Cheryl's Reviews > In the Dutch Mountains

In the Dutch Mountains by Cees Nooteboom
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Jul 11, 12

bookshelves: netherlands, literary, literature, fiction, european-literature
Read on July 11, 2012 — I own a copy

Disappointed, in both me and the book. I'm not smart enough to appreciate the book, but I still think the story really is just too wandering and self-indulgent. Either way, I was not beguiled by the writing so I don't care.
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Comments (showing 1-4 of 4) (4 new)

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message 1: by Fionnuala (last edited Jul 12, 2012 01:30AM) (new)

Fionnuala I didn't know anything about this book before coming across your review in my updates, Cheryl but it gives me a chance to comment on something I feel strongly about and which is one of the reasons I follow reviews on goodreads. For the most part, goodreads reviews are honest and unprejudiced accounts of the experience of reading particular books and so, once you have figured out that a particular reviewer rates books more or less as you do, you can then use them as a reliable guide to what to read in the future. The blurb on the back of the book, on the other hand is not a reliable guide at all as I have found to my cost several times recently. I see that Julian Barnes, whose writing I like a lot, called this book 'beguiling' but you weren't beguiled at all. So we have to ask ourselves what exactly Barnes was trying not to say when he used such a word to describe another writer's work, especially when they probably shared a publisher. I also feel that when the writer's thinking is particularly obscure, we shouldn't feel bad about admitting that we have found it hard to access and we shouldn't be afraid to rail against self-indulgent writing either, as you do here, Cheryl. Don't writers who publish their work have a duty to their readers not to be too obscure and self indulgent?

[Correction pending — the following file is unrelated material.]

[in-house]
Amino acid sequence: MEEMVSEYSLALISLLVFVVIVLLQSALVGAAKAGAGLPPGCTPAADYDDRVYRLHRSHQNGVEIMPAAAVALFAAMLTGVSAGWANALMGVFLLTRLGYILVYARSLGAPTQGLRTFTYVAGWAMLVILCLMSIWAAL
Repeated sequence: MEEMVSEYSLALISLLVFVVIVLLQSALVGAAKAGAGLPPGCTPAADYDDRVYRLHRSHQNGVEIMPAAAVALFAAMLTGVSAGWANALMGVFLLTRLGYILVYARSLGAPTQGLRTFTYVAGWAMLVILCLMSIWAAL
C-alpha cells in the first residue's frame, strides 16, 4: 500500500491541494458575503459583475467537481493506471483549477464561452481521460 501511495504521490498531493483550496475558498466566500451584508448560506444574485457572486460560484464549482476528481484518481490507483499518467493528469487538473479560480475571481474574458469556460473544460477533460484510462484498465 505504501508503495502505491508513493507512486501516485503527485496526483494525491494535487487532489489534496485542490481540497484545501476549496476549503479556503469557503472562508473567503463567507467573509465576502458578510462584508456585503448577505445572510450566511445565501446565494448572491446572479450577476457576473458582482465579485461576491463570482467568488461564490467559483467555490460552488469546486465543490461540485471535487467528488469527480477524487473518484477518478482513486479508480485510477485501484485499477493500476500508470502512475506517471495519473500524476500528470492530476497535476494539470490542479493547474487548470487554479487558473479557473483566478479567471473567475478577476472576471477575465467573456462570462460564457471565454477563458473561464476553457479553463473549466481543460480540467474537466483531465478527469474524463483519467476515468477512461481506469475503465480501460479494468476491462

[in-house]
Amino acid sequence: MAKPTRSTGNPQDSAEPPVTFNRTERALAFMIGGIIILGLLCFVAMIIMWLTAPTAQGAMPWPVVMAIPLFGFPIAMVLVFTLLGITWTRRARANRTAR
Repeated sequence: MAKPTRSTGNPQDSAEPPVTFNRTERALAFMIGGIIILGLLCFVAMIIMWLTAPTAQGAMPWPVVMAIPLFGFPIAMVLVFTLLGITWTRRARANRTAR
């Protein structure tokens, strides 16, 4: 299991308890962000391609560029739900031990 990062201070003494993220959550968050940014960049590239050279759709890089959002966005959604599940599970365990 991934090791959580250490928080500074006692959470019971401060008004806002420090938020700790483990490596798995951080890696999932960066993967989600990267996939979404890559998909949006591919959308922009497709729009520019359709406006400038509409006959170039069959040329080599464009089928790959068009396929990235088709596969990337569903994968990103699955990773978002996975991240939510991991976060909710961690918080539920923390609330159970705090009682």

message 2: by Cheryl (last edited Jul 12, 2012 11:34PM) (new) - rated it 2 stars

Cheryl Thanks for your comments, Fionnuala. Yes, I like Julian Barnes too, so I felt weirdly as if I'd let him down because I didn't like it (!), and couldn't see what he saw. It's like someone is pointing at something beautiful or extraordinary, way off out there in the distance, and I'm saying "Where? Where? I can't see it, show me again".
Interesting point you made about them probably sharing the same publisher though.
I have been wanting to try something by this writer for a long time, because I understand he is something like a national treasure almost in Holland. This book was picked up for just $1 at a used book sale, so it owed me nothing.
After I read it, I saw a review of it by JM Coetzee, in the NYRB -- oh my, even the review was beyond me. It's probably a good book for dissection in a critical reading class, but then it's just all showing off, so it's time for me to move on.
I will still keep an eye out for something else by Nooteboom, but it will have to be another bargain at next year's charity book sale before I will part with the cash.


message 3: by Fionnuala (new)

Fionnuala Have you read The Twin by Gerbrand Bakker? He's Dutch too and writes beautifully.


Cheryl Yes I loved that book


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